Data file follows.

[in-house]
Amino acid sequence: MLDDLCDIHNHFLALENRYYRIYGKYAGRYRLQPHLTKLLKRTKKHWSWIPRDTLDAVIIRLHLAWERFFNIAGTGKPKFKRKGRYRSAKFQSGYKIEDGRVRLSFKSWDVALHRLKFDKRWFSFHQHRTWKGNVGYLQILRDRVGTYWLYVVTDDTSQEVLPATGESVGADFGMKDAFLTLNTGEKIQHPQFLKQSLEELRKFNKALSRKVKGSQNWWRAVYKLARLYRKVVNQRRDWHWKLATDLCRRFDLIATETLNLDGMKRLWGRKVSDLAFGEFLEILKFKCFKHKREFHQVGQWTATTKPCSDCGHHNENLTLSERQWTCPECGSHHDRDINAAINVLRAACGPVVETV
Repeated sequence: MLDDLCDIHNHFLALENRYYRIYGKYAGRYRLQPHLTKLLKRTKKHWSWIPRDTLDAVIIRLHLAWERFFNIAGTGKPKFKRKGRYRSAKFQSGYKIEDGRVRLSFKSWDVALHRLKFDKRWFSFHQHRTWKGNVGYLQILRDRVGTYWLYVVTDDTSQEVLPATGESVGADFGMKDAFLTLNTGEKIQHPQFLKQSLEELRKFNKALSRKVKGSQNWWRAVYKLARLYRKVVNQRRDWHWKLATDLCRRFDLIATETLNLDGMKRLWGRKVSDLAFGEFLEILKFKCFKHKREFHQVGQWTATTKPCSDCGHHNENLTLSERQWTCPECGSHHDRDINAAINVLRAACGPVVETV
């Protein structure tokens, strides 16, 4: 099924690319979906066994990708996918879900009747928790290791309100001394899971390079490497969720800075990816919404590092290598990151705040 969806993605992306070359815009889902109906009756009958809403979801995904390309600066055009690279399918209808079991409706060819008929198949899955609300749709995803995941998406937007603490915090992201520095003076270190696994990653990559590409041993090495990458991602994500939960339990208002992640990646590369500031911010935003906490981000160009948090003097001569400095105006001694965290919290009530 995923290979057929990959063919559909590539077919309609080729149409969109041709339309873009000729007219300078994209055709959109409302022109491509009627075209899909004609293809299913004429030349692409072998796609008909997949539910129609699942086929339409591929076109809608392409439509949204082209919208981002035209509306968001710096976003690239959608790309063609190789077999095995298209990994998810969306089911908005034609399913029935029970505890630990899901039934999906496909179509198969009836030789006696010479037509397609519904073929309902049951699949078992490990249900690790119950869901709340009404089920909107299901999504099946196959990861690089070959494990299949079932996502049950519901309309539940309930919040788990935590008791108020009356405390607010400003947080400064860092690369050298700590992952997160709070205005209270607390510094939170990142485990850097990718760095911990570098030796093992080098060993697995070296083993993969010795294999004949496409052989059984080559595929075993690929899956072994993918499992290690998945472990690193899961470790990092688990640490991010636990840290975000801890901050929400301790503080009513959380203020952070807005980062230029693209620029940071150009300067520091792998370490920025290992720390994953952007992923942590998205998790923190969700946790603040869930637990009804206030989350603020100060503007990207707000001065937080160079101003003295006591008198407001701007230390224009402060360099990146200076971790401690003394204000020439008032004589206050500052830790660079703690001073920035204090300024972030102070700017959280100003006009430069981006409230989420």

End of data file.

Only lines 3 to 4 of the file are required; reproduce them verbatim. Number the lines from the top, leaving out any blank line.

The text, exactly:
Repeated sequence: MLDDLCDIHNHFLALENRYYRIYGKYAGRYRLQPHLTKLLKRTKKHWSWIPRDTLDAVIIRLHLAWERFFNIAGTGKPKFKRKGRYRSAKFQSGYKIEDGRVRLSFKSWDVALHRLKFDKRWFSFHQHRTWKGNVGYLQILRDRVGTYWLYVVTDDTSQEVLPATGESVGADFGMKDAFLTLNTGEKIQHPQFLKQSLEELRKFNKALSRKVKGSQNWWRAVYKLARLYRKVVNQRRDWHWKLATDLCRRFDLIATETLNLDGMKRLWGRKVSDLAFGEFLEILKFKCFKHKREFHQVGQWTATTKPCSDCGHHNENLTLSERQWTCPECGSHHDRDINAAINVLRAACGPVVETV
């Protein structure tokens, strides 16, 4: 099924690319979906066994990708996918879900009747928790290791309100001394899971390079490497969720800075990816919404590092290598990151705040 969806993605992306070359815009889902109906009756009958809403979801995904390309600066055009690279399918209808079991409706060819008929198949899955609300749709995803995941998406937007603490915090992201520095003076270190696994990653990559590409041993090495990458991602994500939960339990208002992640990646590369500031911010935003906490981000160009948090003097001569400095105006001694965290919290009530 995923290979057929990959063919559909590539077919309609080729149409969109041709339309873009000729007219300078994209055709959109409302022109491509009627075209899909004609293809299913004429030349692409072998796609008909997949539910129609699942086929339409591929076109809608392409439509949204082209919208981002035209509306968001710096976003690239959608790309063609190789077999095995298209990994998810969306089911908005034609399913029935029970505890630990899901039934999906496909179509198969009836030789006696010479037509397609519904073929309902049951699949078992490990249900690790119950869901709340009404089920909107299901999504099946196959990861690089070959494990299949079932996502049950519901309309539940309930919040788990935590008791108020009356405390607010400003947080400064860092690369050298700590992952997160709070205005209270607390510094939170990142485990850097990718760095911990570098030796093992080098060993697995070296083993993969010795294999004949496409052989059984080559595929075993690929899956072994993918499992290690998945472990690193899961470790990092688990640490991010636990840290975000801890901050929400301790503080009513959380203020952070807005980062230029693209620029940071150009300067520091792998370490920025290992720390994953952007992923942590998205998790923190969700946790603040869930637990009804206030989350603020100060503007990207707000001065937080160079101003003295006591008198407001701007230390224009402060360099990146200076971790401690003394204000020439008032004589206050500052830790660079703690001073920035204090300024972030102070700017959280100003006009430069981006409230989420």